3. You're still seeking elsewhere

A cute coworker passes by your desk, and you bat your eyelashes and wonder why you chose to wear cement-colored slacks and an ill-fitting sweater. You put out flirtatious energy because people say it’s not only harmless, it’s natural.

You don’t think about the fact that most people are in unhappy relationships, and maybe you should stop doing what most people do. You say you want a committed relationship, but you still have your feelers out; not in an overt way, but in subtle ways.

You look around the bar on Friday evening, when your partner’s not there, and some voice in your mind whispers, He’s cute. This is not to say that you’re never going to find other people attractive, but rather, that it would serve your relationship to become aware of the energy you’re putting out.

Are you sending out messages to other people that you’re interested in? Do you enjoy it when other people flirt with you because it boosts your confidence? Does some part of you still want to leave your options open?

If there’s an energy in you that’s seeking elsewhere, it is creating distance in your relationship in subtle ways. Don’t think that because your partner doesn’t know that it’s “innocent” or “harmless.” The energy you put out comes right back to you.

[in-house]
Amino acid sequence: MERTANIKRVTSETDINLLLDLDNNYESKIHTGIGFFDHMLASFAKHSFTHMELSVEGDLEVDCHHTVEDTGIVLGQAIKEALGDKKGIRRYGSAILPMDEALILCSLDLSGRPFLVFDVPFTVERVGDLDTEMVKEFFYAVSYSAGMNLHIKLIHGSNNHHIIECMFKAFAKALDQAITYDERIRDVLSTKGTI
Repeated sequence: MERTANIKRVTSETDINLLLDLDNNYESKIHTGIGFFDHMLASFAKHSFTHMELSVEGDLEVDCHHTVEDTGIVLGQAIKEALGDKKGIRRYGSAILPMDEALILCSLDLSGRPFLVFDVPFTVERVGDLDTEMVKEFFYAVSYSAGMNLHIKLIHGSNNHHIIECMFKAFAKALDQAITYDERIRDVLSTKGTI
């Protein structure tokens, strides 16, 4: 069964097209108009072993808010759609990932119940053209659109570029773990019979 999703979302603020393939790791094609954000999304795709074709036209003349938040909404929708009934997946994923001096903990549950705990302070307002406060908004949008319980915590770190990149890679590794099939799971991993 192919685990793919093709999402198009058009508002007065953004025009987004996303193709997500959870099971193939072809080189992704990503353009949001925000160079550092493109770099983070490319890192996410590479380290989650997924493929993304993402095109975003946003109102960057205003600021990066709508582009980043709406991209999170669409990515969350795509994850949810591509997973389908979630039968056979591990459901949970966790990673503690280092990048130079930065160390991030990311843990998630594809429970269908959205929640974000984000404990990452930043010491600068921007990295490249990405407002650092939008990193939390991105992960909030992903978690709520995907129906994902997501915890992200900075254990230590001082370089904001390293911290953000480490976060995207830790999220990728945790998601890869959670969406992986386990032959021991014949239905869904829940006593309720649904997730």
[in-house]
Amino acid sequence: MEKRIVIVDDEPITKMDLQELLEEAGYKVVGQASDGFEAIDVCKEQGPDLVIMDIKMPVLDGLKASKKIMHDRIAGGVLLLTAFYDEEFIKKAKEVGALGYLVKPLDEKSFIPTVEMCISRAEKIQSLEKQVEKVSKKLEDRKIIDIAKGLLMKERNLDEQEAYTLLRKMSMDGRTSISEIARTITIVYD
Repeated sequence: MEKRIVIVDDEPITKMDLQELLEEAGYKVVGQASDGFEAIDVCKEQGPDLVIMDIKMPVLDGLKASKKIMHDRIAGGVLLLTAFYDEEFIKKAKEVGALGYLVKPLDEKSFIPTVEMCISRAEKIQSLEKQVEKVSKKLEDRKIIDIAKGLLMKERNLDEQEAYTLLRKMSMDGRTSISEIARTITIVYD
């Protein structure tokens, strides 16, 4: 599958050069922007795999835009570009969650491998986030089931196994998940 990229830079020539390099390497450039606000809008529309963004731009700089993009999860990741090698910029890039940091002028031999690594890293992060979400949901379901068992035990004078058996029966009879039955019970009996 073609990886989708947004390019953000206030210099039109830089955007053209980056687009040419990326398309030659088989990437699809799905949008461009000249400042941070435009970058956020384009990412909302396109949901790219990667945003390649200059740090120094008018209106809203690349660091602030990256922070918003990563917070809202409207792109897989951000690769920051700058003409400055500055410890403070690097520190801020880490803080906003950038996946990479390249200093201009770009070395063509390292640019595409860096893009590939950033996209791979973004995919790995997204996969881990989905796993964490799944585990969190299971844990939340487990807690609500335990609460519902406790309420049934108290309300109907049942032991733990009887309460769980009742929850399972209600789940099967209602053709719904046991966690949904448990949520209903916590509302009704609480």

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4. You use intimacy as a way to make someone love you

Part of you believes that physical intimacy will make someone love you. You’re unaware of the fear that drives you to be intimate so quickly, and you think it’s normal because all of your friends are just as quick to get physical.

You need to check your intentions: Are you being intimate, because you’re afraid of losing the person? Are you doing it to please your partner and because you think it’s normal to get physical by a certain number of dates, or after a certain amount of time?

If you’re getting closer to someone physically, because you’re trying to fit in or please the other person, you’re actually not experiencing true intimacy. When two people are truly intimate, they share a deep connection that goes beyond the physical, but that can be expressed physically.

Real intimacy takes time and trust. If you’re intimate before you’re ready, you’ll unconsciously resent your partner, and you won’t feel safe or loved.

5. You have a special relationship with your ex

You’re only willing to partially open your heart to someone new because you are still connected to your ex. You feel that you have a close bond, and you turn to your ex to discuss problems, share a laugh, or celebrate the good news that you’ve received. You’re unwilling to completely let go of your ex, and so there’s no space for a new partner.

In order to manifest an emotionally healthy and mature relationship, you must release your past. This doesn’t mean that you can never communicate with your ex, but rather, that you should honor what’s in your present, and that might mean spending less time and energy with your ex.

Once you become aware of the ways you might be closing your heart, you can catch yourself as you fall into negative patterns, and you can begin to shift. It only requires the tiniest amount of self-awareness and the decision to make a change to open your heart. With these two things, you can shift your dating and romantic life and manifest a connected, mature relationship.

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Jessie Leon writes about mindful living, relationships, and spirit. She has been in featured in Elephant Journal, Evie Magazine, and more.